Can Kyiv overcome corruption?
Over the past several weeks, Ukrainians have studied with interest the details on the wealth of their leaders, whom they have long regarded as corrupt.
The aforesaid has become possible due to Ukraine’s new e-declaration system, allowing the citizens to behold the spoils that their politicians and others across the state bureaucracy collected during nearly three decades of misrule and widespread graft.
The e-declarations of the ministers and MPs’ assets are startling and also downright ludicrous. Among the registered assets are multiple properties, extravagant watches, and extensive collections of wine and antique art. Borys Filatov, the mayor of Dnipro, even logged a ticket from Virgin Galactic, a commercial spaceline for outer-space travel, valued at around US$175,000.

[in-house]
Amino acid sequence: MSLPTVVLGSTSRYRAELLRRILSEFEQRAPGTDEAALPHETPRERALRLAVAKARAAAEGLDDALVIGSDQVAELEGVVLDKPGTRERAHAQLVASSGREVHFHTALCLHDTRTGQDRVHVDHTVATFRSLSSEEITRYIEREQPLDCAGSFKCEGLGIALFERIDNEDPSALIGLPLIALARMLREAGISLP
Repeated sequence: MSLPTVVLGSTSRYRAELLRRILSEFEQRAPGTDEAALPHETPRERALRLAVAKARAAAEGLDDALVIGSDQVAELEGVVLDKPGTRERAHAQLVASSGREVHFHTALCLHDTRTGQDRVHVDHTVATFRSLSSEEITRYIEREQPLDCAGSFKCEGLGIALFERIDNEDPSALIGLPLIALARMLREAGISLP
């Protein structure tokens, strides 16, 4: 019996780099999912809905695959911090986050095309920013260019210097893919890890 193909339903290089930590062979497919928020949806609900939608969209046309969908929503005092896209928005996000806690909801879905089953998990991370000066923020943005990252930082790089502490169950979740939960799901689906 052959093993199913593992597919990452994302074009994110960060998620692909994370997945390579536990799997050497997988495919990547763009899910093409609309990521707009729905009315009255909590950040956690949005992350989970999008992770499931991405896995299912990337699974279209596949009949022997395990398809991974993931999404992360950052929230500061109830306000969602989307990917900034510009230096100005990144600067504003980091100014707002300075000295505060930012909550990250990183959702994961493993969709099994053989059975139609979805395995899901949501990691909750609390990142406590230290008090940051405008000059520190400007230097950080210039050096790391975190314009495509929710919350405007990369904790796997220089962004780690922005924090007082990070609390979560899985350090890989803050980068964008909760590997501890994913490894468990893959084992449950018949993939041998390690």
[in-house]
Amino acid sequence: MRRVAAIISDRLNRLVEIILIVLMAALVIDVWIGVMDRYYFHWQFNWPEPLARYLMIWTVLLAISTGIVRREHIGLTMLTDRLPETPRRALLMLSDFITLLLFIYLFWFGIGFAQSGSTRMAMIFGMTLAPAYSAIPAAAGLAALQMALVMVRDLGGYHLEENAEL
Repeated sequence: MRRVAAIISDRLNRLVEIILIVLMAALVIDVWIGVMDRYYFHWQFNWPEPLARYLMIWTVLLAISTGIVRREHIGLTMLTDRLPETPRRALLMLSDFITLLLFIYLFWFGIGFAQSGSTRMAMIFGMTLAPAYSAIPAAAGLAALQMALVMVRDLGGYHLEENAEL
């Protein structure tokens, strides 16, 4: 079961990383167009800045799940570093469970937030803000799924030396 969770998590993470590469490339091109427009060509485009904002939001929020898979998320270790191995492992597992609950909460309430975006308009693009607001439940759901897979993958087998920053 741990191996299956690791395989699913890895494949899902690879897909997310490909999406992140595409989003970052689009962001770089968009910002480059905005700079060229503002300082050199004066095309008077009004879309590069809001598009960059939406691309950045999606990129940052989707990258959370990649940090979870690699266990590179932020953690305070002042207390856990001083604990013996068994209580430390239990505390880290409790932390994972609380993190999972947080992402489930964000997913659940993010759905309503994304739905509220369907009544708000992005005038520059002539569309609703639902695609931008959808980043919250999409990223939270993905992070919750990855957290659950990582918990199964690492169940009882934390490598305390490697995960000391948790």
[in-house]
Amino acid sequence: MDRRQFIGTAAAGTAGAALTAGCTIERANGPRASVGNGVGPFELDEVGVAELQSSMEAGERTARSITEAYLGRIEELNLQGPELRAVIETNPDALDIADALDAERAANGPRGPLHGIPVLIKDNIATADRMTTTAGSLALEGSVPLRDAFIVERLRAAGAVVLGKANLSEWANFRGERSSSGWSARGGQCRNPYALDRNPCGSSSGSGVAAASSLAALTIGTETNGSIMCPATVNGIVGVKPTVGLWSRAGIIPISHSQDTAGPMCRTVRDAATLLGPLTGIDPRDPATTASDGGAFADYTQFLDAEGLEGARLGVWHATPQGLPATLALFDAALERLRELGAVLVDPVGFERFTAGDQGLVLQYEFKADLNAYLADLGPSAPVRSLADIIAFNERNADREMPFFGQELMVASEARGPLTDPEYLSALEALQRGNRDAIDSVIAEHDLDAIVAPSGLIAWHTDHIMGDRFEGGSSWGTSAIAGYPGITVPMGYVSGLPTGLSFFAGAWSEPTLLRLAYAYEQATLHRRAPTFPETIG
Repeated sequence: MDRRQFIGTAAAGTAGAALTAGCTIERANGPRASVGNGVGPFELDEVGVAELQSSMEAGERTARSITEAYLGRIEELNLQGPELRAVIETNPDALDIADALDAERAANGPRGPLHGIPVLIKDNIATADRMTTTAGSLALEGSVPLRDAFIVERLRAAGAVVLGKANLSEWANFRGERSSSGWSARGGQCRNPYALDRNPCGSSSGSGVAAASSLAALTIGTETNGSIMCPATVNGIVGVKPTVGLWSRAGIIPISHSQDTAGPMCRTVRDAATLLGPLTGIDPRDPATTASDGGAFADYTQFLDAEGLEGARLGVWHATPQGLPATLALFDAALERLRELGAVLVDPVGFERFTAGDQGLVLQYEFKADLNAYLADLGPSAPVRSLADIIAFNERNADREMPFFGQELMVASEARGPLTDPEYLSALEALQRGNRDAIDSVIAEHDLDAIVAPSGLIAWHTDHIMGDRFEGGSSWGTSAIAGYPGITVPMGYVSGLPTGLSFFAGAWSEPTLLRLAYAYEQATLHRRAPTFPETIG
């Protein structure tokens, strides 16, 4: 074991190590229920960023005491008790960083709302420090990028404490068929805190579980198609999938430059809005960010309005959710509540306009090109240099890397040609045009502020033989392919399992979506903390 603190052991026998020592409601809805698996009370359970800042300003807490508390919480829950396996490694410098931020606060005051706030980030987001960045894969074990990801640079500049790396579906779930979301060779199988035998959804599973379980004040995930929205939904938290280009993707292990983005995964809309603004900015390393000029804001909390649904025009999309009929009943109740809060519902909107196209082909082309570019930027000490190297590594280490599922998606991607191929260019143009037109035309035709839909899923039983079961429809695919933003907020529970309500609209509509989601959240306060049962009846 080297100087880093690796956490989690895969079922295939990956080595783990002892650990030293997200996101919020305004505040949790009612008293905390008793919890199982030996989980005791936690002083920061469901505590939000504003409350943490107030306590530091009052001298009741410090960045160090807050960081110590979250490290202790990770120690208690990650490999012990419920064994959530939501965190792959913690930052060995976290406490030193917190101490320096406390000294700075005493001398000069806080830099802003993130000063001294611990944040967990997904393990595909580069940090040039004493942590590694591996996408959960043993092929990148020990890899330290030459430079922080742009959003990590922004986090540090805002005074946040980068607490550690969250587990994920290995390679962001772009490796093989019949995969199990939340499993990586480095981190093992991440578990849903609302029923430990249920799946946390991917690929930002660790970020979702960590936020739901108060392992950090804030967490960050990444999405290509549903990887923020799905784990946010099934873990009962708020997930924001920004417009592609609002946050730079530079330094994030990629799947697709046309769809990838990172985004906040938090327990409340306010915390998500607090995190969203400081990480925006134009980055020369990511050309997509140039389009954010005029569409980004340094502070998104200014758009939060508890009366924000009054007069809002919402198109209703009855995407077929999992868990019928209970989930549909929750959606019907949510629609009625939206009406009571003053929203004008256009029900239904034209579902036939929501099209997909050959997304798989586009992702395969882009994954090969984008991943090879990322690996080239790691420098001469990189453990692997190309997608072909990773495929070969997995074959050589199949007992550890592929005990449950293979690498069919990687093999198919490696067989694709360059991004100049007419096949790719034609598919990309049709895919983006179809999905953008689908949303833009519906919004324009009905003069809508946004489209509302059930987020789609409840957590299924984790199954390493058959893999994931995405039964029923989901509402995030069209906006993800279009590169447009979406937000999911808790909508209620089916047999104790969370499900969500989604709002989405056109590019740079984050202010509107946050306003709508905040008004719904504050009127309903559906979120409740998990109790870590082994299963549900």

Of course, a public servant might have entered politics after a successful business career, as Filatov did. However, in the country with an average monthly salary not exceeding US$200 and the soldiers that are sent to the frontline for not much more, few people find that explanation acceptable.
The details revealed as a result of publication of the e-declarations sparked a maelstrom of commentary in the press and on social media.
The Unified State Register of Declarations would not have appeared without the persistence of a robust civil society.
In Kyiv, the groups such as the Anti-Corruption Action Center and the Reanimation Package of Reforms, have been instrumental in designing and lobbying for the implementation of anticorruption measures meant to bring Ukraine closer to a transparent, European-style of governance.